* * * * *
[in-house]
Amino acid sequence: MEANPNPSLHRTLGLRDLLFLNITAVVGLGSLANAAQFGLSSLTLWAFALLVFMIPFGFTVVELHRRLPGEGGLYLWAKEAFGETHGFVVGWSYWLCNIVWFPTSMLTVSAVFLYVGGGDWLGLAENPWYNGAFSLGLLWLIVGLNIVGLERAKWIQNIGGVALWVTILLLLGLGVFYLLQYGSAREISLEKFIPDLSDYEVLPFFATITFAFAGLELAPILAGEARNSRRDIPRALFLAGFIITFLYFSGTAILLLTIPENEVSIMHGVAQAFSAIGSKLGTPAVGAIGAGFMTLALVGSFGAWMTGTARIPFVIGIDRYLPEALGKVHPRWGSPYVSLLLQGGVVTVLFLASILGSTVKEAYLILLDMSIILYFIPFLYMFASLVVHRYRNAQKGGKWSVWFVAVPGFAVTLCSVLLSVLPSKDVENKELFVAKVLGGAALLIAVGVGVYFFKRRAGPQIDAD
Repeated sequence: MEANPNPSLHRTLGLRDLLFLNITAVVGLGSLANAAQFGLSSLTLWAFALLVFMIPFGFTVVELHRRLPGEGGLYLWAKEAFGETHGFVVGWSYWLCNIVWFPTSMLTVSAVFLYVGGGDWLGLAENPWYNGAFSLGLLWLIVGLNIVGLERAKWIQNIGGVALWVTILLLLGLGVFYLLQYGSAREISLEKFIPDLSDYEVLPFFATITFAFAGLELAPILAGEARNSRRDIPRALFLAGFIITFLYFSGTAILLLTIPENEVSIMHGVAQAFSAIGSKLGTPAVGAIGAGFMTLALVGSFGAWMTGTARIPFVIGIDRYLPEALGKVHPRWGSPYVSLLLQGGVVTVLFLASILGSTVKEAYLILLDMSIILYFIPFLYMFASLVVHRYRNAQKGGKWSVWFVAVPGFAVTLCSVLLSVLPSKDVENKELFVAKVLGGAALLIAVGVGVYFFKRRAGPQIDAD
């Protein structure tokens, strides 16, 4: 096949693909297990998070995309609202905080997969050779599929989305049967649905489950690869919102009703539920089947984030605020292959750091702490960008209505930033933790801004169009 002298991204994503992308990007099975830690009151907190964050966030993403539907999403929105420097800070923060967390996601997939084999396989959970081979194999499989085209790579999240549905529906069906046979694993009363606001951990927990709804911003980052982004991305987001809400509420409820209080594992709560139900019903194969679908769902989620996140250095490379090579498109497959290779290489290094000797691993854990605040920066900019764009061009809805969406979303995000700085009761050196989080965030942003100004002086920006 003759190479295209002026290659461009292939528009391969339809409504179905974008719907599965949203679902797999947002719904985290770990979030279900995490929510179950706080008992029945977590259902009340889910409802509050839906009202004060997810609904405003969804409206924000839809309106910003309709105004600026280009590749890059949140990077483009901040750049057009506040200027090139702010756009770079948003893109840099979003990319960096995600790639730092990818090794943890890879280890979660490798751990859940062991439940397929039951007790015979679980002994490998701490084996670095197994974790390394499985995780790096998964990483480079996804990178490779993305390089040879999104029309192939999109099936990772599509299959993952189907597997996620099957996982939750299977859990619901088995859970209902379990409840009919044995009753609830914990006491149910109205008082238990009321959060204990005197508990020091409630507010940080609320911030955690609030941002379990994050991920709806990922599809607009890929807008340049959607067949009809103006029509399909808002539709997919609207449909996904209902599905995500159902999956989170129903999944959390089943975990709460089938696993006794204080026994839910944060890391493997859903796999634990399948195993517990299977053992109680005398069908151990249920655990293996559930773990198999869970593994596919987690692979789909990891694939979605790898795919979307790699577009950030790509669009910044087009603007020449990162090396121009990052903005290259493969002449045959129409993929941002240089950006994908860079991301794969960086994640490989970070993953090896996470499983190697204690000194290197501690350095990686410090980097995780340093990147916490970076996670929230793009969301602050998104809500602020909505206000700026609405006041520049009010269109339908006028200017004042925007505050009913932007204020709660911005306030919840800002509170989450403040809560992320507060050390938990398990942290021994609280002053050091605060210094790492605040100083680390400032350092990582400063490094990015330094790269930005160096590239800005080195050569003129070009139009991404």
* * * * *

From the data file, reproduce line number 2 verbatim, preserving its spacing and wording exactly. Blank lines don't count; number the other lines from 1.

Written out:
Amino acid sequence: MEANPNPSLHRTLGLRDLLFLNITAVVGLGSLANAAQFGLSSLTLWAFALLVFMIPFGFTVVELHRRLPGEGGLYLWAKEAFGETHGFVVGWSYWLCNIVWFPTSMLTVSAVFLYVGGGDWLGLAENPWYNGAFSLGLLWLIVGLNIVGLERAKWIQNIGGVALWVTILLLLGLGVFYLLQYGSAREISLEKFIPDLSDYEVLPFFATITFAFAGLELAPILAGEARNSRRDIPRALFLAGFIITFLYFSGTAILLLTIPENEVSIMHGVAQAFSAIGSKLGTPAVGAIGAGFMTLALVGSFGAWMTGTARIPFVIGIDRYLPEALGKVHPRWGSPYVSLLLQGGVVTVLFLASILGSTVKEAYLILLDMSIILYFIPFLYMFASLVVHRYRNAQKGGKWSVWFVAVPGFAVTLCSVLLSVLPSKDVENKELFVAKVLGGAALLIAVGVGVYFFKRRAGPQIDAD